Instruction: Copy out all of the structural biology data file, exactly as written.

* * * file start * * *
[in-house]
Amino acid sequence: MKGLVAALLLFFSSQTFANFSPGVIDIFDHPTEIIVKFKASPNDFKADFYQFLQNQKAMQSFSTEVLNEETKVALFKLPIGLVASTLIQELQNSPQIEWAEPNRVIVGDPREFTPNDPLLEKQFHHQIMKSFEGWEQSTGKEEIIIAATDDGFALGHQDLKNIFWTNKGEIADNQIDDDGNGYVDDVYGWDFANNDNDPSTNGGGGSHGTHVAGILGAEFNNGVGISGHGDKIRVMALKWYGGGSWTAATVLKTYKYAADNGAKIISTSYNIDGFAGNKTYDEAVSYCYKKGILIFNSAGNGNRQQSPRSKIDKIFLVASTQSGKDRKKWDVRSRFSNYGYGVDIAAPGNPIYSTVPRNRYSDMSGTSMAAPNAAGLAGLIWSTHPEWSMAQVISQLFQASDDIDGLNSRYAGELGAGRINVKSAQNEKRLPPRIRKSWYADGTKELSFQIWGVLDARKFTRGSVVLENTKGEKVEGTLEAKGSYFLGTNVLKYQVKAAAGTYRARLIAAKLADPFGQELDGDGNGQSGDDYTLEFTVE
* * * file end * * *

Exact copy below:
[in-house]
Amino acid sequence: MKGLVAALLLFFSSQTFANFSPGVIDIFDHPTEIIVKFKASPNDFKADFYQFLQNQKAMQSFSTEVLNEETKVALFKLPIGLVASTLIQELQNSPQIEWAEPNRVIVGDPREFTPNDPLLEKQFHHQIMKSFEGWEQSTGKEEIIIAATDDGFALGHQDLKNIFWTNKGEIADNQIDDDGNGYVDDVYGWDFANNDNDPSTNGGGGSHGTHVAGILGAEFNNGVGISGHGDKIRVMALKWYGGGSWTAATVLKTYKYAADNGAKIISTSYNIDGFAGNKTYDEAVSYCYKKGILIFNSAGNGNRQQSPRSKIDKIFLVASTQSGKDRKKWDVRSRFSNYGYGVDIAAPGNPIYSTVPRNRYSDMSGTSMAAPNAAGLAGLIWSTHPEWSMAQVISQLFQASDDIDGLNSRYAGELGAGRINVKSAQNEKRLPPRIRKSWYADGTKELSFQIWGVLDARKFTRGSVVLENTKGEKVEGTLEAKGSYFLGTNVLKYQVKAAAGTYRARLIAAKLADPFGQELDGDGNGQSGDDYTLEFTVE